The French Connection

What's it worth: $27 if you're a fan of the film. $20 if you're just a fan of film
Release Date: Sept. 25, 2001
Run Time: 104 mins.
One Sentence Summary: William Friedkin's 1971 Best Picture winner features some of both Friedkin and Gene Hackman at the top of their game in the film that inspired just about every cop show ever.
Version: Five Star Collection

-Commentary by director William Friedkin
-Scene specific commentary by Gene Hackman and Roy Scheider
-Original Trailer
-"Poughkeepsie Shuffle" BBC Documentary
-"Making the Connection The Untold Stories" documentary
-7 deleted scenes hosted by Friedkin
-Still Gallery
Tech Specs: Anamorphic Widescreen (1.85:1), English 5.1 Dolby Surround, English Stereo Surround, French Mono

Choice Scene: Chapter 22, The Chase. With this flick that is all that needs to be said. The Chase.

Sure there are two discs and a ton of extras in this Five Star Collection version of 1971's Best Picture, The French Connection, but the play's the thing. The French Connection changed cop movies and TV shows forever. Director William Friedkin (The Exorcist) brought a documentarian's sensibility to the true story of the biggest drug bust America had ever seen. The movie still holds together. It still feels gritty and urgent. Gene Hackman has never been better and the chase is still one of the greatest scenes of pure cinema ever.

The extras are at best okay and at worst just lame. Like most commentary tracks that are recorded long after the project is over, Friedkin's voice-over basically just narrates the action on the screen and occasionally points out that someone on screen was really involved in the real case or that something happened slightly differently in real life. Between the documentaries and his commentary track Friedkin comes off like a pompous ass but when you're the guy who's made a movie like The French Connection, I guess you can afford to be pompous.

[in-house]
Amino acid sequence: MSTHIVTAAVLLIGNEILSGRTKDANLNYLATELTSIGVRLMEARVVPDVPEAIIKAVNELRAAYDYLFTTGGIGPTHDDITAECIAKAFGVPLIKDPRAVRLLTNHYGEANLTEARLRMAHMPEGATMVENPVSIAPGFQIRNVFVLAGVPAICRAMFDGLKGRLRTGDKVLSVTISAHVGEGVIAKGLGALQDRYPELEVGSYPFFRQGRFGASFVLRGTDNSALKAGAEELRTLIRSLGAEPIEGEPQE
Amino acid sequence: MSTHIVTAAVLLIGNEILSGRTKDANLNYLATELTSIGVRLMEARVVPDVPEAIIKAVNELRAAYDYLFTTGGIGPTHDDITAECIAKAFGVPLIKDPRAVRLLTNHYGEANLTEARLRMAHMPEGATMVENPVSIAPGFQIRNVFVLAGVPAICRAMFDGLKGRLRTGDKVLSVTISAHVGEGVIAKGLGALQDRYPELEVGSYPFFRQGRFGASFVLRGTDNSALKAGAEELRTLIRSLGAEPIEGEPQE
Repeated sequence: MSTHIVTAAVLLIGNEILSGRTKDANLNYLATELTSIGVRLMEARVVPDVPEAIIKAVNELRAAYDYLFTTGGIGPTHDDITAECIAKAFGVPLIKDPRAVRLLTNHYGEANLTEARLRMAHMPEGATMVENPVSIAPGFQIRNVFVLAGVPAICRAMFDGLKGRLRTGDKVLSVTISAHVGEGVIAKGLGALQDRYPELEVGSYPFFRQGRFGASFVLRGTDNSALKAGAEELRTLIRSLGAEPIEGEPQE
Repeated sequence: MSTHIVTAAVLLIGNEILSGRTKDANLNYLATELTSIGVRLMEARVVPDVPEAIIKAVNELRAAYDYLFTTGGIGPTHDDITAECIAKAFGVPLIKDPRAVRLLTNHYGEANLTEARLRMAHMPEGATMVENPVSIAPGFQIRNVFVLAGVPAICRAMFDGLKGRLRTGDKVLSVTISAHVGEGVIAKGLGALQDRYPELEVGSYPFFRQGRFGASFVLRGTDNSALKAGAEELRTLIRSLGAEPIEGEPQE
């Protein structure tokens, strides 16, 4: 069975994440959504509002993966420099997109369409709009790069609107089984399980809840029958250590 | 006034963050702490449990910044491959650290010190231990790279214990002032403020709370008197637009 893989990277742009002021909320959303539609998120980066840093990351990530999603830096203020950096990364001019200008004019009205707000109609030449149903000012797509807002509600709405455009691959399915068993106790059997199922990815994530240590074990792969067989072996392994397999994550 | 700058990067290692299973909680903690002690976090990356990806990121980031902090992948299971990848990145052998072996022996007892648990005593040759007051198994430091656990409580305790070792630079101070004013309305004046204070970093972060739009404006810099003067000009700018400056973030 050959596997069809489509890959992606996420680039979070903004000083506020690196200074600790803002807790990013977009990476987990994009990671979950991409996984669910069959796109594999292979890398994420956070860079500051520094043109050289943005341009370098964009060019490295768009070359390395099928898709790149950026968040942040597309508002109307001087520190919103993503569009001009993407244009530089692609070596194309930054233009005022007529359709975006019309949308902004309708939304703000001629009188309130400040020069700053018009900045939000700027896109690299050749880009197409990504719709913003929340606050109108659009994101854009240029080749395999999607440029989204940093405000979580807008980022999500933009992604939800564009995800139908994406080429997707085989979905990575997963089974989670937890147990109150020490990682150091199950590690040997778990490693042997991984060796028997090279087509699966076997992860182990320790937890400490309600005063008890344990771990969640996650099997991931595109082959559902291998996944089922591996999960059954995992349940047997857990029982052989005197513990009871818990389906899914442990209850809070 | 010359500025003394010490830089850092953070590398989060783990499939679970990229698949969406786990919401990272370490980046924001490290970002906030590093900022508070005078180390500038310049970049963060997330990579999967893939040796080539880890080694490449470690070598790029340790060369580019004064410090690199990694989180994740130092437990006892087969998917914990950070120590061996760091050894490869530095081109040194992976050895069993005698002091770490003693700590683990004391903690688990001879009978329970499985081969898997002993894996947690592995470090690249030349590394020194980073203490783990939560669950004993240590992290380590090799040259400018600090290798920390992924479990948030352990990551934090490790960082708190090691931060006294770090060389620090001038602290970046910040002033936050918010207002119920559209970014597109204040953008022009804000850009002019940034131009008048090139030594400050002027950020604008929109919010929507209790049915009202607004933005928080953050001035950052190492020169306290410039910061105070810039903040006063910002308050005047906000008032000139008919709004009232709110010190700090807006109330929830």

Both documentaries suffer from the same problem. Sonny Grosso (the real cop played by Roy Scheider) spends every second on screen raving about what a great guy Eddie Egan (played by Hackman) was. In contrast, Friedkin spends his time raving about how great and crazy William Friedkin is. He takes credit for the script, the research, the casting, and anything else he thinks someone might praise. Both documentaries hold some vague interest for a fan of the film, but now that I've watched them and the deleted scenes I don't think that the second disc will ever need to go back in my player.

The deleted scenes don't add much but some texture and more texture is not something that The French Connection needs. My main complaint about this set would be that Fox keeps going farther and farther overboard with animated menus. For someone who has never seen the film before they are shown many clips of the movie before they can even chose to "Play Movie" and for someone who has seen it they have to wait for the play option to make itself usable.

Overall it's some okay extras and a great film. Amazon has it for $20 and that's more than worth it for a stripped down trailers and chapters version. So even with the lackluster quality of the extras there is a nugget or two of interest, but once all the extras have been burned off you'll come back to this flick more than enough times to make adding it to your shelf worth it.

Buy it here.

Jordan Rosa


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